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Here is the code

void main()
  char a[20],rev[20];
  printf("enter the string");
  int len=strlen(a);
  for(int i=0;i<len;i++)
  printf("%d \t  \n string is \t %s",len,rev);

It was correctly working when we gave it a string without spaces:

input: welcome
output: emoclew

When we give it a string with a space:

input : welcome to this world
output:some other ascii chars that I have not seen so far. and the "len" is again 7 only

When I change the following statement:

scanf("%s",a) to gets(a);

I get:

input :welcome to this world
output : something different. not the reverse of string...

In this case "len" is correct but the output is wrong.

What is really happening? What is the problem with the above code?

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either don't input a string longer than 20 chars or increase your buffer size (char a[20],rev[20];). –  junjanes Jun 26 '11 at 8:48
don't use scanf("%s",a). You cannot know how long the input is, so you must use a function that takes the buffer size as argument. –  CodesInChaos Jun 26 '11 at 8:52
Do not use gets, it will let you input as many characters as you want, over-run your buffer, and potentially crash your program –  jonsca Jun 26 '11 at 8:53
@jonsca, yeh, I missed those, took them out of the title, but forgot them in the text. I spent most of my time with the quoted result stuff, the quote button has real limits in the editor. I'll jump back in and take care of it. –  Lance Roberts Jun 26 '11 at 8:59
@jonsca, thanks for the question mark fixed, I found some other grammar things and patched it up. –  Lance Roberts Jun 26 '11 at 9:03

4 Answers 4

scanf will not read the entire line. Instead it'll read up to the first space... You need getline

Also, I notice you have things with length more than 19 but you allocated space with for 20 chars. Increase that or you get UB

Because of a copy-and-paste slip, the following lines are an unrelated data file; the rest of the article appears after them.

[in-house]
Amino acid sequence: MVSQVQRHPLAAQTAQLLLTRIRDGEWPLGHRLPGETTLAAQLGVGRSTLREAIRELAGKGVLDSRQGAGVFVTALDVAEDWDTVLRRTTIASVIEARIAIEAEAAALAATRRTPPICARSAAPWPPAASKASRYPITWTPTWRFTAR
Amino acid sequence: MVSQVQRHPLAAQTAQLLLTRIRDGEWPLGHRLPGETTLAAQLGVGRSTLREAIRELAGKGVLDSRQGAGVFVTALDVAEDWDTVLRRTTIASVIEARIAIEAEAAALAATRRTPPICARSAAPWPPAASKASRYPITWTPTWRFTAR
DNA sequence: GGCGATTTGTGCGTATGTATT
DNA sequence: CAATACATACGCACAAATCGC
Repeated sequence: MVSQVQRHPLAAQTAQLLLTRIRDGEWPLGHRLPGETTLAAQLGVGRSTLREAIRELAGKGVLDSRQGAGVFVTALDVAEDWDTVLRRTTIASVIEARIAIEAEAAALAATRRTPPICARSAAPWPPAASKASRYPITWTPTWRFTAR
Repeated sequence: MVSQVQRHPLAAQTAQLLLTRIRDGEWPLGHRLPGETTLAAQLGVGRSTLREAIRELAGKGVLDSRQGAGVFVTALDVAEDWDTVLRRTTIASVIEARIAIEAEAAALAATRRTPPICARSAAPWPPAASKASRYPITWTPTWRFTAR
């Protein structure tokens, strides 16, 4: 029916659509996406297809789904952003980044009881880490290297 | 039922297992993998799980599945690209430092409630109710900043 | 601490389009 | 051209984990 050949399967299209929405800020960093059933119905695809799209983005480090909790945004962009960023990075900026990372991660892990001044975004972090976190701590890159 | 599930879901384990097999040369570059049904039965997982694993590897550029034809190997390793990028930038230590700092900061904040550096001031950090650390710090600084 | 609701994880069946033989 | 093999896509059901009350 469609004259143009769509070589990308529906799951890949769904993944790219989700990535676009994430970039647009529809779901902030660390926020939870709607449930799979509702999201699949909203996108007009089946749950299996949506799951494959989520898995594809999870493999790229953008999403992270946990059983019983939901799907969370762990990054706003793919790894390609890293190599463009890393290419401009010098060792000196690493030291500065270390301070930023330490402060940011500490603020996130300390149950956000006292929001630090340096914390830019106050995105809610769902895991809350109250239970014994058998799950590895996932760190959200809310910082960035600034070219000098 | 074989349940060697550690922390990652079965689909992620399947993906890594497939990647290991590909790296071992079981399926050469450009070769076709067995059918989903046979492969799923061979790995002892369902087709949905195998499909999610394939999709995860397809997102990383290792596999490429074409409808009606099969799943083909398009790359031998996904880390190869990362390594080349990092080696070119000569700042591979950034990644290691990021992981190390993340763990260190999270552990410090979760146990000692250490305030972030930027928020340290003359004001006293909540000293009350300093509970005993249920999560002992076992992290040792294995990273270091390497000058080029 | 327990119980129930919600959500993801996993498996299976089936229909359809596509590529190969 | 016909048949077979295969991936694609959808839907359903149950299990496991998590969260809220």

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@Armen Tsirunyan when i use getline method it issues me an linked error. i also gave the input string less than 20 but the output is still not correct...(that is the string is not correctly reversed") –  thilak Jun 26 '11 at 8:58
scanf can read an entire line if you use a scanset conversion (%19[^\n]) instead of %s. getline is not part of the standard C library. For portable code, either the scanset conversion or fgets is reasonable. –  Jerry Coffin Jun 26 '11 at 9:04
@Jerry: make that "%19[^\n]" and we're good to go. –  ninjalj Jun 26 '11 at 9:06
getline is not standard C - you can find a solution similar to that (without the powerful line editing) at stackoverflow.com/questions/4023895/… –  paxdiablo Jun 26 '11 at 9:08
@ninjalj: good point. –  Jerry Coffin Jun 26 '11 at 9:08

In addition to what others have said, rev is not guaranteed to be initialized to NUL characters, so your rev[i]+=a[len-i-1]; line can end up with garbage.

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Use the following:


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And that still has the buffer overflow issue :-) –  paxdiablo Jun 26 '11 at 9:09
@pax: I think the OP is a noob to C. So IMAO we shouldnt petrify him with ugly-looking words like buffer overflow and stuff... ;) –  letsc Jun 28 '11 at 15:50

To comments on it:

  1. As Armen Tsirunyan wrote, you probably want getline
  2. You only have a character array of size 20 - so passing a bigger string will occur in a buffer overflow (which makes your program very insecure - google for buffer overflow attack if you want to know more about it) - this is why you should make sure that you never read more than the size of your character array...
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